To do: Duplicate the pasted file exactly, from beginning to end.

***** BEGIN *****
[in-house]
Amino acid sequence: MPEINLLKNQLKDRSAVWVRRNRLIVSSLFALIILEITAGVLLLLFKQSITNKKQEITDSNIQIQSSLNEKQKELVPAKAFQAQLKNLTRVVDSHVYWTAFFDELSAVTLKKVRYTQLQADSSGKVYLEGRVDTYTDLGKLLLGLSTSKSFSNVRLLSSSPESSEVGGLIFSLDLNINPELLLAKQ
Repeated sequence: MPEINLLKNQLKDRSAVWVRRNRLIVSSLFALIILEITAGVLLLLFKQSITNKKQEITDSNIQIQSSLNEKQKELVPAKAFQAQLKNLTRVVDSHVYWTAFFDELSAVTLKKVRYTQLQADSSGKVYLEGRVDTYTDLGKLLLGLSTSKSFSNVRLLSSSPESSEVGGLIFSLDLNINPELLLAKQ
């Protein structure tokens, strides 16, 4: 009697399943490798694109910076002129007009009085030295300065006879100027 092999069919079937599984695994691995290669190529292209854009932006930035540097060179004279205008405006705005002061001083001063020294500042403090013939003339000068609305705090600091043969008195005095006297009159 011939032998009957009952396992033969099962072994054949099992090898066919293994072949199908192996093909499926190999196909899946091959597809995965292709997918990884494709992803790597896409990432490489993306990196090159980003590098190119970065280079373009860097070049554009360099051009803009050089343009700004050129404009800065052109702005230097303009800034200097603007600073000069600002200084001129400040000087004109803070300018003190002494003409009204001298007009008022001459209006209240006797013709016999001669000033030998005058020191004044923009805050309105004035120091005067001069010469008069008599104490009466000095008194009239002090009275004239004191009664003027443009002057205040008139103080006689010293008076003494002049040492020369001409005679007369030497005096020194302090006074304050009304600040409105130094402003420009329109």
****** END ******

[in-house]
Amino acid sequence: MPEINLLKNQLKDRSAVWVRRNRLIVSSLFALIILEITAGVLLLLFKQSITNKKQEITDSNIQIQSSLNEKQKELVPAKAFQAQLKNLTRVVDSHVYWTAFFDELSAVTLKKVRYTQLQADSSGKVYLEGRVDTYTDLGKLLLGLSTSKSFSNVRLLSSSPESSEVGGLIFSLDLNINPELLLAKQ
Repeated sequence: MPEINLLKNQLKDRSAVWVRRNRLIVSSLFALIILEITAGVLLLLFKQSITNKKQEITDSNIQIQSSLNEKQKELVPAKAFQAQLKNLTRVVDSHVYWTAFFDELSAVTLKKVRYTQLQADSSGKVYLEGRVDTYTDLGKLLLGLSTSKSFSNVRLLSSSPESSEVGGLIFSLDLNINPELLLAKQ
């Protein structure tokens, strides 16, 4: 009697399943490798694109910076002129007009009085030295300065006879100027 092999069919079937599984695994691995290669190529292209854009932006930035540097060179004279205008405006705005002061001083001063020294500042403090013939003339000068609305705090600091043969008195005095006297009159 011939032998009957009952396992033969099962072994054949099992090898066919293994072949199908192996093909499926190999196909899946091959597809995965292709997918990884494709992803790597896409990432490489993306990196090159980003590098190119970065280079373009860097070049554009360099051009803009050089343009700004050129404009800065052109702005230097303009800034200097603007600073000069600002200084001129400040000087004109803070300018003190002494003409009204001298007009008022001459209006209240006797013709016999001669000033030998005058020191004044923009805050309105004035120091005067001069010469008069008599104490009466000095008194009239002090009275004239004191009664003027443009002057205040008139103080006689010293008076003494002049040492020369001409005679007369030497005096020194302090006074304050009304600040409105130094402003420009329109």